This Fall our Higashi Honganji temples will commemorate the life of Shinran Shonin, the founder of Jodo Shinshu Buddhism, with a special service called Hoonko. This is our most important service of the year.
Shinran Shonin (1173-1262) lived during an era of upheaval when warlords and their samurai armies battled each other for territory and power. During these desperate times, Shinran spoke to the worries of common people, assuring them of a path to spiritual salvation. Jodo Shinshu teachings are based on Shinran’s writings, actions and life. His teachings give us strength and wisdom in today’s turbulent world.
Our Higashi Honganji temples honor Shinran Shonin with the Hoonko service, which typically includes special rituals, traditional chanting, participation by visiting ministers and guest speakers. Thousands of people attend Hoonko at Higashi Honganji’s main temple in Kyoto, Japan, during a week-long observance, culminating in a climatic service on November 28.
Most temples hold their own Hoonko services typically throughout November. However, this year due to scheduling conflicts, Los Angeles Higashi Honganji Betsuin temple will hold its Hoonko on September 9, and Honolulu Higashi Honganji Betsuin temple’s will be September 16.
On the Saturday prior to each Betsuin service will be a “Hoonko gathering,” consisting of a talk and discussion. Our other temples will hold their Hoonko services in November. Please see the calendar and specific temple websites for more information. Everyone is invited.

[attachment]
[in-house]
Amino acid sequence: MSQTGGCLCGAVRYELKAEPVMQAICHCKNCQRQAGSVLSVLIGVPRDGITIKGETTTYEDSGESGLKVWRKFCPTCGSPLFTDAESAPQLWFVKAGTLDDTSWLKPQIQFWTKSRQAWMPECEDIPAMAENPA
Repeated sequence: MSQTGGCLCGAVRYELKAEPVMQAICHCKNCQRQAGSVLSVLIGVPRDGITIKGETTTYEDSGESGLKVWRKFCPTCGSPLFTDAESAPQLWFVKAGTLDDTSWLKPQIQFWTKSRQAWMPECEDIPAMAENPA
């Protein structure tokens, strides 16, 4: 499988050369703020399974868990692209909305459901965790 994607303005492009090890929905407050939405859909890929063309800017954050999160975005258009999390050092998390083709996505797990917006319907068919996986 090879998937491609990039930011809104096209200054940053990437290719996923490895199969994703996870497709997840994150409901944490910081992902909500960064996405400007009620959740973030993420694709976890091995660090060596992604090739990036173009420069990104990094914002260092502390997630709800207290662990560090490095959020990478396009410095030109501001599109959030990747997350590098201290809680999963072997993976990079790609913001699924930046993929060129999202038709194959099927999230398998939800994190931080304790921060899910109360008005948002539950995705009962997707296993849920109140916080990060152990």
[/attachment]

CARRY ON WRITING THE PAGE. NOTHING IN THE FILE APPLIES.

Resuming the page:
“Hoonko” means “repaying our debt of gratitude,” which truly reflects our appreciation for Shinran’s teachings and life. It’s sometimes said if you only attend one service a year, then it should be Hoonko.
Rennyo Shonin (considered the second founder of Jodo Shinshu) wrote:
“As the thanksgiving services (Hoonko) this month are an annual ceremony of long standing, there has been no lapse up to now in our seven day observance of them. On this occasion, therefore, followers from various provinces come with an earnest resolve to repay their indebtedness and express their gratitude…
… however it seems that few dwell in the same faith. The reason for this is that their aspiration is not truly for the Buddha-dharma and if they are simply imitating others or following social convention, it is indeed a lamentable situation…
Even if you feel that you understand the significance of the Buddha-dharma—having listened through sliding doors or over a hedge—faith will be decisively settled by your repeatedly and carefully asking others about its meaning. If you leave things to your own way of thinking, there will invariably be mistakes…
You should ask others, time after time, about what you have understood of faith, until Other-Power faith is decisively settled.”*
We hope to see you at one of our Hoonko services.
*from Rennyo Shonin’s letters, IV-7, in “Rennyo: The second founder of Shin Buddhism,” by Minor and Ann Rogers, Asian Humanities Press, 1991